When people are young they don?t necessarily want to think about retirement because it is something that won?t happen for a while. But when they get older, they don?t want to think about retirement either, because it is probably too depressing.
But we should seriously think about our retirement. And the sooner we plan for the day when we decide to stop work, the better. That?s because according to a recent survey by Manulife, we Asians could, on average, face a six-year shortfall in our retirement savings.
When people are young they don’t necessarily want to think about retirement because it is something that won’t happen for a while. But when they get older, they don’t want to think about retirement either, because it is probably too depressing.
But we should seriously think about our retirement. And the sooner we plan for the day when we decide to stop work, the better. That’s because according to a recent survey by Manulife, we Asians could, on average, face a six-year shortfall in our retirement savings.
The S$250,000 shortfall
In Singapore, the shortfall is slightly worse than the Asian average – it’s around seven years. Elsewhere, Indonesians face a shortfall of 10 years, while the situation is most acute for Japanese savers. They face a shortfall of 13 years.
It seems that Singaporeans expect to draw on their retirement fund for around 18 years once they stop work. But on average, people in Singapore believe they only have enough money to last for 12 years. That is a shortfall, which in today’s money, amounts to S$250,000.
To run out of money in retirement is a frightening prospect. It is as terrifying as running out of petrol on a deserted road but with one big difference – the AA won’t be coming to your rescue with a can of fuel.
Running out of money in retirement can be avoided, though. But to sidestep poverty in old age, savers need to think about being investors. That’s because the study into Asian retirement identified two worrying facts. The first was that investors have grown increasingly pessimistic over equities. It would seem that stock market volatility has dampened investor appetite for shares.
Too much cash
The second, and perhaps not unrelated finding, was that Asians held an average of 22 months’ personal income in cash. In Singapore, it can be as high as 39 months of income.
Cash might, on the face of it, seem like a smart asset to hold. But Warren Buffett once cautioned: “Today, people who hold cash feel comfortable. They shouldn’t. They have opted for a terrible long-term asset, one that pays virtually nothing, and is certain to depreciate in value.”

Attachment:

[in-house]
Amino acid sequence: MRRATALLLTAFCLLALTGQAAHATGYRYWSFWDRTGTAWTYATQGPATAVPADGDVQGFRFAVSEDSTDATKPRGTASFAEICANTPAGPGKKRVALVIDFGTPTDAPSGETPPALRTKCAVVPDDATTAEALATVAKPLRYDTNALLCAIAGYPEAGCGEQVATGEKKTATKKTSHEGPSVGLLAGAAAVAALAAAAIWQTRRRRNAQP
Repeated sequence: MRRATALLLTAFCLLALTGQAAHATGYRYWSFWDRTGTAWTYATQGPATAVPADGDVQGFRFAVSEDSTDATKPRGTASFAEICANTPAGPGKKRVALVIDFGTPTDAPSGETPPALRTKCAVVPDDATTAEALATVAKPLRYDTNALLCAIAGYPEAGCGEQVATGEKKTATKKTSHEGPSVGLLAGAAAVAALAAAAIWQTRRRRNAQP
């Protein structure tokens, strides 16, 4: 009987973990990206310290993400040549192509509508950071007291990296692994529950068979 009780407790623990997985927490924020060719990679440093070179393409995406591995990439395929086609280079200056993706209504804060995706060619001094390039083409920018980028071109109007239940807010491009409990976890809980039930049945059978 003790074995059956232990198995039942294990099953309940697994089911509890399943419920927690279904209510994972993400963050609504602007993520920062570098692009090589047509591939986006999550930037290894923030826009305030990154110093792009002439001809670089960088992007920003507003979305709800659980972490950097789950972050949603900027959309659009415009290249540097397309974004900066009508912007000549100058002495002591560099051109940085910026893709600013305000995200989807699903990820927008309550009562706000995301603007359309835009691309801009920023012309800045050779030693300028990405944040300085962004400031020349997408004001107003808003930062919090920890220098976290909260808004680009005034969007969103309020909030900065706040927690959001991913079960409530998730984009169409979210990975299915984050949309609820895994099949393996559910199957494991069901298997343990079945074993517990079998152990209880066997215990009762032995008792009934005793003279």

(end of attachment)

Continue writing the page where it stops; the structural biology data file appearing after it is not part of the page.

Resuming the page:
The thing to remember is that the stock market might, in the short term, appear volatile and not a place to entrust your retirement savings. But that is the nature of the beast.
In the short-term, stock market volatility is the result of the polarising emotions of fear and greed. When more people want to buy shares, then share prices could rise. But when more people want to sell shares, then prices could fall.
How to make $250,000
What rarely changes, though, is intrinsic value, which is a function of a company’s ability to generate earnings over the long term. That doesn’t alter from minute to minute or from day to day.
Influential British investor Jeremy Grantham once said: “Volatility is a symptom that people have no idea of the underlying value.”
This is where level-headed and savvy investors can steal a march on short-term punters who don’t have a clue about the underlying value of shares they are trading. One of the best ways of capitalising on their stock market ignorance is to simply add money continually to the market.
Since 1987, the Straits Times Index (SGX: ^STI) has risen from 824 points to around 3,200 points. That is an increase of 5% every year for 26 years. When dividends are included, the annual total return is a nominal 8%.
In other words, a monthly contribution of S$250 into a low-cost Singapore stock market index tracker over the 26 years could have turned into more than S$250,000. Interestingly, that is the pension shortfall that Singapore savers were worried that could face when they retire.
So, instead of spending time worrying about a potential pension shortfall, keep investing little and often to make sure the shortfall doesn’t happen to you.
A version of this article first appeared in a SIAS newsletter.